Then came a bit of a leap. After years of trying I finally made it into Woman’s Weekly fiction. My story Another Man, while causing a bit of family friction when it was published earlier this year, got there first. They have since bought seven more and the latest are now out in the current Christmas Special Issue and the Fiction Special (Issue 10) also out now. This is hugely exciting for me and I’ve really felt that I can push the boat out for them – in terms of humour and difficult subjects – ie there is no agenda except an entertaining read. I’m hoping to write a serial for them as my next major project.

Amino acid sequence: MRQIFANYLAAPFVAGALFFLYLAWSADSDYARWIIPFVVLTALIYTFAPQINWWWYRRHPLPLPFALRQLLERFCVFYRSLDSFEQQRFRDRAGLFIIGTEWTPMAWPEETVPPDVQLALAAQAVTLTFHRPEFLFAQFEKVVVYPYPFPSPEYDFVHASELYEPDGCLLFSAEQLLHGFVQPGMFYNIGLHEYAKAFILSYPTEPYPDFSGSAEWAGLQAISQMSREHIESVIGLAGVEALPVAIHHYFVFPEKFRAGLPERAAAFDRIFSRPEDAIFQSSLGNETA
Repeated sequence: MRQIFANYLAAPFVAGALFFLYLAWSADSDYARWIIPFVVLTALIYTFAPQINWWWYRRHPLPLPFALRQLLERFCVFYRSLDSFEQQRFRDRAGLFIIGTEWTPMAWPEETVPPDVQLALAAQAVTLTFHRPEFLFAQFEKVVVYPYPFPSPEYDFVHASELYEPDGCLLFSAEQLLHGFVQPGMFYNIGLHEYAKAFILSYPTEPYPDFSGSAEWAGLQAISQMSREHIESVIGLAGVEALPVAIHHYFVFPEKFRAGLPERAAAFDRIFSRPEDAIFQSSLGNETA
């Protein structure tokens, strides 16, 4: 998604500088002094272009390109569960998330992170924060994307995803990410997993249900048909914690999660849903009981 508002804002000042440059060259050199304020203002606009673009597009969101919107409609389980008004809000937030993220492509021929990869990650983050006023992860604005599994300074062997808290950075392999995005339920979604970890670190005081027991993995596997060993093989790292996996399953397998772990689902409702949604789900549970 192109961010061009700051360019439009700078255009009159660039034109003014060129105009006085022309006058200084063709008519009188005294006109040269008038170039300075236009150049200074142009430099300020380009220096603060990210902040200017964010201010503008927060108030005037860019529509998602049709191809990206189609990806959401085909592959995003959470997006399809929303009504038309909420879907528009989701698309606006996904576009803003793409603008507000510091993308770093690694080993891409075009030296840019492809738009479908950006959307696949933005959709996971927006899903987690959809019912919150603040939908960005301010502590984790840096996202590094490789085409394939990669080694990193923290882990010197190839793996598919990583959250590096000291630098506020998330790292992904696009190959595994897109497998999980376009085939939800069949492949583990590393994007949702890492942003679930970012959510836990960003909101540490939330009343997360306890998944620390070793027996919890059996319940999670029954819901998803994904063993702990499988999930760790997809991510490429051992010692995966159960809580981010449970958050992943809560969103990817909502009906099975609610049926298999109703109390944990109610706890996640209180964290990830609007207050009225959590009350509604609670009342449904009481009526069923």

The other leap forward this year was finishing my novel, Expected. This has been a mixed experience. On the one hand I decided, after being told by agent after agent that they really liked it but the women’s commercial fiction market was too difficult at the moment, to market it myself on Kindle ebooks. Good and bad news. I had to do all the editing, presentation and promotion myself  – and I knew nothing about Facebook, twitter, blogs and websites, so I had to learn the ropes – and fast. It took weeks and weeks and I’m still not doing well in terms of being known or selling the book. However, my learning curve has been extremely steep and I’m now pretty savvy when it comes to negotiating my way round the internet. I’ve also discovered Ether Books, which I wouldn’t have otherwise done, and have uploaded four short stories. One is horror – 3am and Wide Awake – which I have on good authority will scare the pants off you. The other three were published in the small press but didn’t see much daylight so Ether has offered a wider audience for Cold Melon Tart, Islands, and Rough Love. As far as I can see they seem to be doing quite well and through Ether I also have an author interview week commencing 5 December and a link to Expected.